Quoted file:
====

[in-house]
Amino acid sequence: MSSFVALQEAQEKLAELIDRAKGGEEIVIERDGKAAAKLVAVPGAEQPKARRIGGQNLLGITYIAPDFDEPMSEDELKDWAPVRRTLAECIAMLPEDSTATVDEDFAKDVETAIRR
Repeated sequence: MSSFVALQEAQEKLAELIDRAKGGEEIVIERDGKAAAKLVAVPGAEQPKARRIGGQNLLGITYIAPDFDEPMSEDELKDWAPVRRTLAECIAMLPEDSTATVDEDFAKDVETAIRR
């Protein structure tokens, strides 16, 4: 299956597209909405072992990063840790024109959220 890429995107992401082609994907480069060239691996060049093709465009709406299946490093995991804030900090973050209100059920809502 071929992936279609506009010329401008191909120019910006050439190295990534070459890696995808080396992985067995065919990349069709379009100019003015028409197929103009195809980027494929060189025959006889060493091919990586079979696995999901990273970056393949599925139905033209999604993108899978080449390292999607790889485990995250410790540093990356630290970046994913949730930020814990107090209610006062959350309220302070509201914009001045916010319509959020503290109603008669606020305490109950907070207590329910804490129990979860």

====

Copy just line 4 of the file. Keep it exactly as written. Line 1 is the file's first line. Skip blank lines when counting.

């Protein structure tokens, strides 16, 4: 299956597209909405072992990063840790024109959220 890429995107992401082609994907480069060239691996060049093709465009709406299946490093995991804030900090973050209100059920809502 071929992936279609506009010329401008191909120019910006050439190295990534070459890696995808080396992985067995065919990349069709379009100019003015028409197929103009195809980027494929060189025959006889060493091919990586079979696995999901990273970056393949599925139905033209999604993108899978080449390292999607790889485990995250410790540093990356630290970046994913949730930020814990107090209610006062959350309220302070509201914009001045916010319509959020503290109603008669606020305490109950907070207590329910804490129990979860």